When my wife and I got married and moved into an apartment complex in Sacramento, CA, my neighbors began to give me an education. Several years after this education began, I was reading the Bible and read the story Jesus told in Matthew 25 about the king and the servants who were given talents. It struck me how much I am like these servants and how I also have decisions to make regarding my talents.
Growing up, I never worried about my father coming home from work. Now I work with boys whose parents never came back to pick them up from daycare.I took for granted that family gatherings are a fun time with my cousins until I talked with my neighbor and discovered that she won’t go to a family gathering for fear her uncle would try to harm her. I didn’t know I had a safety net around me until my neighbor was evicted because her child was taken away by Child Protective Services, and she no longer had child support to pay for her apartment. Right now, I have dozens of people I could call, and they would send me $1,000 with almost no questions asked, if I had a legitimate need.
I grew up enjoying acapella 4-part harmony singing. I come from a musically inclined family and singing came almost naturally for me. Now I go visit elderly friends with a group to sing and they can’t believe how we “sing like angels”. When my neighbor’s car wouldn’t start, I pulled jumper cables out of my trunk and helped them out. How did I learn that? I’m not really sure. I think I was born knowing how to do that. My neighbor asked me, “Why do you work so hard? You don’t have to. That’s what the government is for.” But I know a secret. Work not only provides income, it also changes how I feel emotionally, physically, and in some ways spiritually. But I only know that because I was taught to work hard.
One of the first questions many Anabaptist people ask me is, “Is it safe to live where you live?” I have learned that safety is of the Lord. But it surely helps that I don’t do drugs or sleep around or drink or wander aimlessly at 3:00 AM. Those are personal decisions I make, but they are greatly influenced by my Anabaptist heritage. When my wife and I were going out on our first date, no one had to take my wife aside and make sure she had pepper spray in case she needed it. It had never occurred to either of us that assaults are not unusual on first dates. Sometimes when I travel to speak or go to a conference, I stay at a complete stranger’s house. I might even arrive after they are in bed. But they trust me because of my family or someone I know or their pastor. That is not normal!
My neighbors would line up down the sidewalk for my wife’s homemade cookies. One of our neighbors said, “When you start a bakery, I will come every day for a cinnamon roll!” Why does Rosanna know how to bake like that? She was taught by her mother. Recently there was a knock on our door. When I opened it, there was a neighbor with a jacket. She wondered if Miss Rosanna would be able to sew extra patches on it since Rosanna sews her own clothes.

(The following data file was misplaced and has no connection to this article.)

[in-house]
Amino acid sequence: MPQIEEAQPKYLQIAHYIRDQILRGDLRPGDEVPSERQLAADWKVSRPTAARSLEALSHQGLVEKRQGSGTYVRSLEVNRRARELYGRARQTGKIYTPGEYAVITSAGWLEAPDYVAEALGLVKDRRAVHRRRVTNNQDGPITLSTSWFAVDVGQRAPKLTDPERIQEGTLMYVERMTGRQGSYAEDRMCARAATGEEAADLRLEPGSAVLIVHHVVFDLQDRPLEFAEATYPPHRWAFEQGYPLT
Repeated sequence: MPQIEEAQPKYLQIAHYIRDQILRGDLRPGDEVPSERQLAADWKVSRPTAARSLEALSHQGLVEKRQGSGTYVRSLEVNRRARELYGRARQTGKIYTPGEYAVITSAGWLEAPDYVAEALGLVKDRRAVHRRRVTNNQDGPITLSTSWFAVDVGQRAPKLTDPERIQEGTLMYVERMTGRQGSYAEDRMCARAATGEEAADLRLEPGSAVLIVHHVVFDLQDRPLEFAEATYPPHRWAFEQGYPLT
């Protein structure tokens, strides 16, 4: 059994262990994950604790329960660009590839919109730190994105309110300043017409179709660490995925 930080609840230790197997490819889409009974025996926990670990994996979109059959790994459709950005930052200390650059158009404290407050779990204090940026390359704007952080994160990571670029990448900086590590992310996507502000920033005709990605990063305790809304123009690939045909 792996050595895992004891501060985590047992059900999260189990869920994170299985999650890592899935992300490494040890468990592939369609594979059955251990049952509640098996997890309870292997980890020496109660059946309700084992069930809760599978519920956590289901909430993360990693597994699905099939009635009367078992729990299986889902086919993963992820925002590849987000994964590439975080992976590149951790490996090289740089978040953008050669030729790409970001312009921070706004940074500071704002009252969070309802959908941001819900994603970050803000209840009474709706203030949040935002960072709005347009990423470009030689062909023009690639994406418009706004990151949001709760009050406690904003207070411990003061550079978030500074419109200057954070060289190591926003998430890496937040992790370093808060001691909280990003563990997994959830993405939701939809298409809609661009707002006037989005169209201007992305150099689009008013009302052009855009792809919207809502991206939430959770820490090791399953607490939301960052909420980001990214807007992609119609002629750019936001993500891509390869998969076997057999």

One of my Muslim neighbors is afraid something bad happened to her son because he went under a tree after dark. All the Muslims in my neighborhood know that demons are in the trees after dark. And so, she lives in fear. I am so thankful I don’t have to fear superstitions! Several years ago, my phone rang. It was Life Matters, a ministry that works with people in apartments. We work with them in doing our kid’s club. The person on the other end asked if I knew how to garden. Well, I don’t really have a green thumb, but I know what a garden looks like and my parents had a garden. That is enough. The person says, “You and Rosanna seem like that kind of people.” So, now we are in charge of a community garden for anyone in Logan Park Apartments where we live.
The thing that I realize with many of these blessings is that my wife and I were not given the choice to be born where we were born. We did not choose to learn many of the skills we know. We have been handed a tremendous gift. It is a terrible shame when we throw these good things out just because we don’t understand the value of our heritage.
I want to be fair. My children are growing up in a very different environment than I did. They will have a very different view of the world than I did. They are learning very different things than I learned. We don’t talk about cows very much around our dinner table. We discuss people and cars and who was at the park and what tricks you can try on a skateboard. And yet, I want to give my children the same values I have been given. The surroundings will look different, but the values can still be there.
Those of us who grew up in Anabaptist homes have been given such a head start in life. A good work ethic, good singing, and safety are not what makes us Christians. But these things give us huge advantages in life. But we are given a choice like the servant with the talents in Matthew 25. We can either bury our talent and pour all of our energy into protecting what we have, or we can invest in the lives of others and give the talents to the “exchangers” so God can receive His own with interest when He returns.